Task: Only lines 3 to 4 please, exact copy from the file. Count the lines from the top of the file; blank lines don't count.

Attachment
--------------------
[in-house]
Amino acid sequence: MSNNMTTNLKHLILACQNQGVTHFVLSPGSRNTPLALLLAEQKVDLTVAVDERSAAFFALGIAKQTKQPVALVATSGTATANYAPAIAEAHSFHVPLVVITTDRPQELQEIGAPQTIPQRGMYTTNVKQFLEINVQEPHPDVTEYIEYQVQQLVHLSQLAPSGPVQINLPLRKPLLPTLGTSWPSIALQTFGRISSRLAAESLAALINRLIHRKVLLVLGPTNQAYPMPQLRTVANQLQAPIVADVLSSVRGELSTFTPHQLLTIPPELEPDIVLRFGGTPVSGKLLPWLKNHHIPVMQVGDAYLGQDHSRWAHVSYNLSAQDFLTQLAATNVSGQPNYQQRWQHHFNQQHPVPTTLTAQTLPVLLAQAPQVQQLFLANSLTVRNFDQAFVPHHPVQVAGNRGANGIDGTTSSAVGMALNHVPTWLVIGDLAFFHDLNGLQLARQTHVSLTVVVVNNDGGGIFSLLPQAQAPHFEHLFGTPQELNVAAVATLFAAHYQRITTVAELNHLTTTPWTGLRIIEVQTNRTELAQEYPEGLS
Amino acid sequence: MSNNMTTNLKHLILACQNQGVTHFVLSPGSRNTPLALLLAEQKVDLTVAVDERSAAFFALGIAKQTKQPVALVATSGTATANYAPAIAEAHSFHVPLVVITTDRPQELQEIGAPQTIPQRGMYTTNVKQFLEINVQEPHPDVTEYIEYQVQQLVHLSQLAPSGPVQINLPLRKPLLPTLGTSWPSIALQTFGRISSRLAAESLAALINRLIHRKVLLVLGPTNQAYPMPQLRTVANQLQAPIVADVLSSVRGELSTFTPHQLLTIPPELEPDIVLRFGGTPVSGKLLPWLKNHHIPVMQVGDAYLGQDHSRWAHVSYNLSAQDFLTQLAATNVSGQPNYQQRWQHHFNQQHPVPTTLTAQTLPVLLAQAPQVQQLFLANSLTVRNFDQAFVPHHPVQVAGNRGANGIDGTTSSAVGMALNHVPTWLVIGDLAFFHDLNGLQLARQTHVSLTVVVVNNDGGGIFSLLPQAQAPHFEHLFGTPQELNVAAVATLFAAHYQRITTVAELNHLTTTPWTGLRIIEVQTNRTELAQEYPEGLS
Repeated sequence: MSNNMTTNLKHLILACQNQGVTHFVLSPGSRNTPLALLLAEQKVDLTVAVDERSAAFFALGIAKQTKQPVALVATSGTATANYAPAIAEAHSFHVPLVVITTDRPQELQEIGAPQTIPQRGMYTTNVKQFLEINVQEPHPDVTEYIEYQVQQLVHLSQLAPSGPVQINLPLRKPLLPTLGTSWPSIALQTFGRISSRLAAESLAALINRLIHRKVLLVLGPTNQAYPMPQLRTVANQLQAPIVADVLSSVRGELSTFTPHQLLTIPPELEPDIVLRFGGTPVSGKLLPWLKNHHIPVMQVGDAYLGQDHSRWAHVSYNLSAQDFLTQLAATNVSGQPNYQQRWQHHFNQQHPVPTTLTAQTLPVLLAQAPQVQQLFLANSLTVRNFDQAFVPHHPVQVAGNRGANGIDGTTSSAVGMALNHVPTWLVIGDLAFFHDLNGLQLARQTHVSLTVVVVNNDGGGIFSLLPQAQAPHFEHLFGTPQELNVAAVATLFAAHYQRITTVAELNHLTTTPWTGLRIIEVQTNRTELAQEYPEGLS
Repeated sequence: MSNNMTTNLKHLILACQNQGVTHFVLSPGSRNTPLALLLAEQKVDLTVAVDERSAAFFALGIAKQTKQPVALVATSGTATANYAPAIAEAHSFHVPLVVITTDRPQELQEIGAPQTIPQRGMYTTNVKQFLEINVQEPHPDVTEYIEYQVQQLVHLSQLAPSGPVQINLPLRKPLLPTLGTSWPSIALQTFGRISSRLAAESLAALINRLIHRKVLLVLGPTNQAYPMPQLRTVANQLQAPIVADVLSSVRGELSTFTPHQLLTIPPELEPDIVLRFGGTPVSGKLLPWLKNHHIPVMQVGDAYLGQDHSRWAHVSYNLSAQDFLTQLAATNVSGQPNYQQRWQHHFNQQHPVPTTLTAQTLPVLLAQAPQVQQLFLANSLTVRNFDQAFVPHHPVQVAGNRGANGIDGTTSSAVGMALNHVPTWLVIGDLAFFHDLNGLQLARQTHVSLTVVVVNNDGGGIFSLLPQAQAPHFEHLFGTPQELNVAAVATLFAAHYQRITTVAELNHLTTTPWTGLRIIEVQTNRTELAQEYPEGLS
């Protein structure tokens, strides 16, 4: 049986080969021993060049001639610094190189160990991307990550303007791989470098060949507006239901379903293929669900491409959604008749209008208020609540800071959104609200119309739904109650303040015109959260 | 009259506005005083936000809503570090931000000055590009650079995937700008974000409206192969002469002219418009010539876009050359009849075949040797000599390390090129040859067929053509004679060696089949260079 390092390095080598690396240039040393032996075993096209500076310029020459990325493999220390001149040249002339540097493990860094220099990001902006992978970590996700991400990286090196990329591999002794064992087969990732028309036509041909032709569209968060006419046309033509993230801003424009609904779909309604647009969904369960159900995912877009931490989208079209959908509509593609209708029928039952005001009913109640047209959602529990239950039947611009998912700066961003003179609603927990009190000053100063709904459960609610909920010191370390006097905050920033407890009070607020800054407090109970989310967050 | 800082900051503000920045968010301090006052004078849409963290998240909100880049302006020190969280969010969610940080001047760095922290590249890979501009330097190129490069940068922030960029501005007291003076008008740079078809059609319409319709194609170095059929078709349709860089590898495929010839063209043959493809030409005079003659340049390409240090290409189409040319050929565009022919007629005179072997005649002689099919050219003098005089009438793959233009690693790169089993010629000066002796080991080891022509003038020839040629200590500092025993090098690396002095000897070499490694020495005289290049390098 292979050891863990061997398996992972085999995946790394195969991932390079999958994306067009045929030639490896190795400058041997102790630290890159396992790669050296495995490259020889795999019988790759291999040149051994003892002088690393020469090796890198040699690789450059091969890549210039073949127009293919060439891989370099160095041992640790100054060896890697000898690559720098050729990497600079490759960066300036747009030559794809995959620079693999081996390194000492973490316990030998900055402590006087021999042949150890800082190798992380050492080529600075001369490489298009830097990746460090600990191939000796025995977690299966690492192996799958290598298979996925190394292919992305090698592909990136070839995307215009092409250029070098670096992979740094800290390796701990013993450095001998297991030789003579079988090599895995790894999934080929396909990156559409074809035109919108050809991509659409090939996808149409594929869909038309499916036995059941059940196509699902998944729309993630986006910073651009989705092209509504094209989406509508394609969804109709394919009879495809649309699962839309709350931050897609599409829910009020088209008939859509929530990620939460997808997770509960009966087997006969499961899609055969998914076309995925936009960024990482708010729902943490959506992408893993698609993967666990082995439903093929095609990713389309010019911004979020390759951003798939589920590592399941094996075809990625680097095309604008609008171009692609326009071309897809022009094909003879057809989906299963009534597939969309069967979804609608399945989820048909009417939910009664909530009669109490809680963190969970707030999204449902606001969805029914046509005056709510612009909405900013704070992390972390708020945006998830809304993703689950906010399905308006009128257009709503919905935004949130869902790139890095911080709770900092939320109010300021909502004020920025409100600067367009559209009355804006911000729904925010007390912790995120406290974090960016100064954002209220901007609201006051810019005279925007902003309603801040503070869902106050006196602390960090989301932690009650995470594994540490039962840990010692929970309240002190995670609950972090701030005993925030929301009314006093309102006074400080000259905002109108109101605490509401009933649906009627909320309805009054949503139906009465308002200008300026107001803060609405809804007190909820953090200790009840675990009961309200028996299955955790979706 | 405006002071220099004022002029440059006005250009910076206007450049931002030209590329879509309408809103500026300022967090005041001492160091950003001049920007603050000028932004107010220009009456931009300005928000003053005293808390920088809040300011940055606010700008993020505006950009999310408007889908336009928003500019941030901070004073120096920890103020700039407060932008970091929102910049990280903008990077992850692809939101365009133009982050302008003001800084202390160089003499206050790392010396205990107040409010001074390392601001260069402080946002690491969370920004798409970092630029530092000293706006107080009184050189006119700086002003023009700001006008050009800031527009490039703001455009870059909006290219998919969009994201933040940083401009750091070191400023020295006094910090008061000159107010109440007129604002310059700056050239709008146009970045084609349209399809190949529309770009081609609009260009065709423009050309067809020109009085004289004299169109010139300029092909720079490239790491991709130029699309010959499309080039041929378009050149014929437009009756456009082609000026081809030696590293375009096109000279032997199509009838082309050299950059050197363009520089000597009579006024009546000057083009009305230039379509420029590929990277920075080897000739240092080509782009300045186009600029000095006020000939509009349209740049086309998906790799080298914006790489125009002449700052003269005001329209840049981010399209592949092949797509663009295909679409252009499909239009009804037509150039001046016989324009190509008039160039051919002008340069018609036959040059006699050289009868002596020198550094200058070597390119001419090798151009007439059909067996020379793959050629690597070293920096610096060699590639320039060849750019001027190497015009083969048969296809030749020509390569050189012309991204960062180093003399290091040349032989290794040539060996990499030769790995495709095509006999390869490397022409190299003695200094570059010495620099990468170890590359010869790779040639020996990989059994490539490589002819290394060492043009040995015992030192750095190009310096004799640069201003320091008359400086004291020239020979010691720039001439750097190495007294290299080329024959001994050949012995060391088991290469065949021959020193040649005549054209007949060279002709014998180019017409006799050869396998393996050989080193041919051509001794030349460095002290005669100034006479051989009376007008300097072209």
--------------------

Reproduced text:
Amino acid sequence: MSNNMTTNLKHLILACQNQGVTHFVLSPGSRNTPLALLLAEQKVDLTVAVDERSAAFFALGIAKQTKQPVALVATSGTATANYAPAIAEAHSFHVPLVVITTDRPQELQEIGAPQTIPQRGMYTTNVKQFLEINVQEPHPDVTEYIEYQVQQLVHLSQLAPSGPVQINLPLRKPLLPTLGTSWPSIALQTFGRISSRLAAESLAALINRLIHRKVLLVLGPTNQAYPMPQLRTVANQLQAPIVADVLSSVRGELSTFTPHQLLTIPPELEPDIVLRFGGTPVSGKLLPWLKNHHIPVMQVGDAYLGQDHSRWAHVSYNLSAQDFLTQLAATNVSGQPNYQQRWQHHFNQQHPVPTTLTAQTLPVLLAQAPQVQQLFLANSLTVRNFDQAFVPHHPVQVAGNRGANGIDGTTSSAVGMALNHVPTWLVIGDLAFFHDLNGLQLARQTHVSLTVVVVNNDGGGIFSLLPQAQAPHFEHLFGTPQELNVAAVATLFAAHYQRITTVAELNHLTTTPWTGLRIIEVQTNRTELAQEYPEGLS
Repeated sequence: MSNNMTTNLKHLILACQNQGVTHFVLSPGSRNTPLALLLAEQKVDLTVAVDERSAAFFALGIAKQTKQPVALVATSGTATANYAPAIAEAHSFHVPLVVITTDRPQELQEIGAPQTIPQRGMYTTNVKQFLEINVQEPHPDVTEYIEYQVQQLVHLSQLAPSGPVQINLPLRKPLLPTLGTSWPSIALQTFGRISSRLAAESLAALINRLIHRKVLLVLGPTNQAYPMPQLRTVANQLQAPIVADVLSSVRGELSTFTPHQLLTIPPELEPDIVLRFGGTPVSGKLLPWLKNHHIPVMQVGDAYLGQDHSRWAHVSYNLSAQDFLTQLAATNVSGQPNYQQRWQHHFNQQHPVPTTLTAQTLPVLLAQAPQVQQLFLANSLTVRNFDQAFVPHHPVQVAGNRGANGIDGTTSSAVGMALNHVPTWLVIGDLAFFHDLNGLQLARQTHVSLTVVVVNNDGGGIFSLLPQAQAPHFEHLFGTPQELNVAAVATLFAAHYQRITTVAELNHLTTTPWTGLRIIEVQTNRTELAQEYPEGLS